Anonymous Coward | more than 8 years ago | (#13759465)

If the patient has a panic attack when he is shown the (large) needle or when he sees his own blood, that would be a good indicator too.

won't work (1)

Kohath (38547) | more than 8 years ago | (#13759469)

What if I get panic attacks at the site of needles or blood?

Test Anxiety (1)

wuie (884711) | more than 8 years ago | (#13759481)

This has really got to suck if one has test anxiety.

A shame (1)

buggy_throwback (259436) | more than 8 years ago | (#13759483)

.. that they missed this years igNobles.

Re:A shame (0)

Anonymous Coward | more than 8 years ago | (#13759547)

.. that they missed this years igNobles.

And this year's igSpelilgn, too!

Who needs tests when we have Tom Cruise (2, Funny)

techstar25 (556988) | more than 8 years ago | (#13759486)

Who needs tests when we have Tom Cruise to tell us that it's all in our imagination and we just need exercise to chase those blues away!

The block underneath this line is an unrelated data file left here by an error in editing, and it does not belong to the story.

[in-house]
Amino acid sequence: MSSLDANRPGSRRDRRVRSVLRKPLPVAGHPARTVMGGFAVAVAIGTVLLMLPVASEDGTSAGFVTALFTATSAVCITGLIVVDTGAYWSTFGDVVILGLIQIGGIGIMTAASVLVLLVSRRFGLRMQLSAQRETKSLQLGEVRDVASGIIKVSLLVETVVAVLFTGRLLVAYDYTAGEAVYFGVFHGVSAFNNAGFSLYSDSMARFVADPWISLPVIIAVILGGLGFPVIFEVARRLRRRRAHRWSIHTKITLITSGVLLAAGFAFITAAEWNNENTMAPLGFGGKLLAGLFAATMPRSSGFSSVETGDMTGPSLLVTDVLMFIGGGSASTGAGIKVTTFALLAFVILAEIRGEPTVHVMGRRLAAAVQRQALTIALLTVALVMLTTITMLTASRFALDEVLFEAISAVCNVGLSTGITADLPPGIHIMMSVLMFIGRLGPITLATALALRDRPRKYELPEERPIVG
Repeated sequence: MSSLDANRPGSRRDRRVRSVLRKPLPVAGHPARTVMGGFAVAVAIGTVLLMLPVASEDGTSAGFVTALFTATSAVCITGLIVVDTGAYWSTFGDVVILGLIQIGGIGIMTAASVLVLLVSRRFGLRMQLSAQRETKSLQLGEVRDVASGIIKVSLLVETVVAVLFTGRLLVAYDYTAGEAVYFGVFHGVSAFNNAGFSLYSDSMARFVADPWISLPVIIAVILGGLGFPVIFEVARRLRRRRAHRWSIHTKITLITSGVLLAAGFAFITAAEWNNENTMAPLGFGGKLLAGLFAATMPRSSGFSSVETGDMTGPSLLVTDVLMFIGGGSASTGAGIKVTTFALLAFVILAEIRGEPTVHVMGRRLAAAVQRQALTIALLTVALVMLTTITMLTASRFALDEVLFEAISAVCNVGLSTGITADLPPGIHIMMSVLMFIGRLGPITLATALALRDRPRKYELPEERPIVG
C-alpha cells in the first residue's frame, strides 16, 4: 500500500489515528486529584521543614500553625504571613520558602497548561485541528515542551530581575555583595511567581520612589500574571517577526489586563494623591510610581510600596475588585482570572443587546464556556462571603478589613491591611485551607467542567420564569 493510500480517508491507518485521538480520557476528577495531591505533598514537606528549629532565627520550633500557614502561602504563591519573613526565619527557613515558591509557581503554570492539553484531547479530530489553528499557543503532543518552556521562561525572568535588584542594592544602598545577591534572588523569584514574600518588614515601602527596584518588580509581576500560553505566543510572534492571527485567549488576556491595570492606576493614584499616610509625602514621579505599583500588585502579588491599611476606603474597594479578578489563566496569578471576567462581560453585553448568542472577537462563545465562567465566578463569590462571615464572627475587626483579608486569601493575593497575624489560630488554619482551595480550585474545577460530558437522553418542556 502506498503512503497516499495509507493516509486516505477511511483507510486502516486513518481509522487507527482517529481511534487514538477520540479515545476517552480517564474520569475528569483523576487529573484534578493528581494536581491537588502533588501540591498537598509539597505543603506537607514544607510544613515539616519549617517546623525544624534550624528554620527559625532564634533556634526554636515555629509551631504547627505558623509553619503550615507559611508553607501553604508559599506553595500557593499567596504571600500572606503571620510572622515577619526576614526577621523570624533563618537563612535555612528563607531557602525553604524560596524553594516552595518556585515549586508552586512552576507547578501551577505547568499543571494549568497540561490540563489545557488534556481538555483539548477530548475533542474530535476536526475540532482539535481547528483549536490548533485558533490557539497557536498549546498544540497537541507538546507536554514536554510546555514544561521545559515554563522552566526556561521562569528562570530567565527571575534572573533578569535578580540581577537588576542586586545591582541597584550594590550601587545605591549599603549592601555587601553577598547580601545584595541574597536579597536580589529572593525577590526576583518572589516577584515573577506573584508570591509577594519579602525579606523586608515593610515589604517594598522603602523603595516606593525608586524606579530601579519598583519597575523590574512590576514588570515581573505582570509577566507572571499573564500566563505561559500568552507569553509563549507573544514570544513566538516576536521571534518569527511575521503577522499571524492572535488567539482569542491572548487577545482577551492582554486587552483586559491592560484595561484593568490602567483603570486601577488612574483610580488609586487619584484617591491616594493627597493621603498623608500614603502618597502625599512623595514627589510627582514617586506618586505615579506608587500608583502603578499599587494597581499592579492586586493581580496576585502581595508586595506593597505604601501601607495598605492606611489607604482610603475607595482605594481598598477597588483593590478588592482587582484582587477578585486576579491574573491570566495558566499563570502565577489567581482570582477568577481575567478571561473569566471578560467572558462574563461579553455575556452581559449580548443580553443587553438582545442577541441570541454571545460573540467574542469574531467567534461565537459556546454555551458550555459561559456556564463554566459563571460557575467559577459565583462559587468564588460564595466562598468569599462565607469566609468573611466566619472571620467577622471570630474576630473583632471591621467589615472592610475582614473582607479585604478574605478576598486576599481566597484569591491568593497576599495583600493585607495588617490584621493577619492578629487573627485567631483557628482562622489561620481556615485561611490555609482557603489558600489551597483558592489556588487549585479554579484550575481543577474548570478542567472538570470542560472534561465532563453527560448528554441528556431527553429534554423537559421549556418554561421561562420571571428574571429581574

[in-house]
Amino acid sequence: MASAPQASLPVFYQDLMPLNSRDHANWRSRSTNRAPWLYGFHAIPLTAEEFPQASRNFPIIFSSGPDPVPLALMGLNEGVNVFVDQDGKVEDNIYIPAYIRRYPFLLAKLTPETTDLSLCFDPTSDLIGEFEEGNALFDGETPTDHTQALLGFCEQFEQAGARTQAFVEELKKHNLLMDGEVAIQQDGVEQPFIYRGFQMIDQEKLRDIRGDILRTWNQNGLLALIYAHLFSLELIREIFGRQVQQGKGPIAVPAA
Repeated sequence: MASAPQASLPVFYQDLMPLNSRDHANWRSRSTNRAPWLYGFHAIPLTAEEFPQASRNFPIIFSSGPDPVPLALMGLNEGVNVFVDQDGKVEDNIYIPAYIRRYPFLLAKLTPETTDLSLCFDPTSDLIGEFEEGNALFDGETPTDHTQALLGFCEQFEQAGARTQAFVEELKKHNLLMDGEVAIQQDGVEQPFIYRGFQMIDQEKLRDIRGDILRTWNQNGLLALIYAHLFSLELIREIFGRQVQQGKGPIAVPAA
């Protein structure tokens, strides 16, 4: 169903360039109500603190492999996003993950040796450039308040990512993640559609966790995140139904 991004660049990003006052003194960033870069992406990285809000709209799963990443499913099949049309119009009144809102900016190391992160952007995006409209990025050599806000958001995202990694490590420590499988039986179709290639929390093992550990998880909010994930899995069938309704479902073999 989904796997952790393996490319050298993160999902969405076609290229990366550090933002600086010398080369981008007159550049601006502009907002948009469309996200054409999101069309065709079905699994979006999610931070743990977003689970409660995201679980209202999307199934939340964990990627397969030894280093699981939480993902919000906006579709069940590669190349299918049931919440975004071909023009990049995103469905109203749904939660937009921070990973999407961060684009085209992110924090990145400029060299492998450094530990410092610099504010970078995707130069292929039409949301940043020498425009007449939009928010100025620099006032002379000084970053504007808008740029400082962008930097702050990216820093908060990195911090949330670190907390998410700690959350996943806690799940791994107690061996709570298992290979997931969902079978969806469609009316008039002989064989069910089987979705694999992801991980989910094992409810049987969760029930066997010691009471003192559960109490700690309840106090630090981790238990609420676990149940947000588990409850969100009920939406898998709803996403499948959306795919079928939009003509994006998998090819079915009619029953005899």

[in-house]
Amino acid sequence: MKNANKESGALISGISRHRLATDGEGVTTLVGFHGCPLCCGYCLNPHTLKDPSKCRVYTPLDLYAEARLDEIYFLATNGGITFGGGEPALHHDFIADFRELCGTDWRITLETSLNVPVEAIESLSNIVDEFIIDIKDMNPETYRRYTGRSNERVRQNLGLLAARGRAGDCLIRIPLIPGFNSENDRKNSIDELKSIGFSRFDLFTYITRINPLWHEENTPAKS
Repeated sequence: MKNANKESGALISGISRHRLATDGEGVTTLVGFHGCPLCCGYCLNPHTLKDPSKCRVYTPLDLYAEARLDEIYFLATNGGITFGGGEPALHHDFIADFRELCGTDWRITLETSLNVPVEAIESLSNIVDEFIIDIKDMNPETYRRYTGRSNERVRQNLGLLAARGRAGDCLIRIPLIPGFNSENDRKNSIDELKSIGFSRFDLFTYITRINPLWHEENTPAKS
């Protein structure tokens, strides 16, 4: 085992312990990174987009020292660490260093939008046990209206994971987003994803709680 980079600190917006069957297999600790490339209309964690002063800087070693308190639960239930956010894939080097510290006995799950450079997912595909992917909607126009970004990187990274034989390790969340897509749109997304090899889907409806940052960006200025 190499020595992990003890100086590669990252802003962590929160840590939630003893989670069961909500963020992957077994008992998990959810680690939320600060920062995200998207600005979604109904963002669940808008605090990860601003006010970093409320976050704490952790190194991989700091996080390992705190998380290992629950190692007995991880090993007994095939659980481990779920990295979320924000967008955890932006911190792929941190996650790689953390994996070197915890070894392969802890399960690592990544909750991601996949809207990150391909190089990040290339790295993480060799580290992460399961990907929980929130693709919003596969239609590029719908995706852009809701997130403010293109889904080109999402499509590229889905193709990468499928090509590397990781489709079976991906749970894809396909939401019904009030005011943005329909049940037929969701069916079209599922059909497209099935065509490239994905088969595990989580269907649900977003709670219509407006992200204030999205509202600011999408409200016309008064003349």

Re:Who needs tests when we have Tom Cruise (1)

einhverfr (238914) | more than 8 years ago | (#13759639)

Excersize does help because it changes the biological underpinnings of depression, but this is different from anxiety. Nutrition helps. Sunlight helps. So do antidepressants.

If Tom Cruise could actually wake up to the fact that sunlight, Prosac, and excersize have similar though quantitatively different effects on the brain, maybe he would wake up to the fact that Scientology is full of half-truths well told, though he cannot tell them half as well.

Now, anxiety disorders are different than depression. I don't doubt that both could be detected by blood tests. And I hope that this may also lead to new treatments as we understand the underlying endocrine changes better.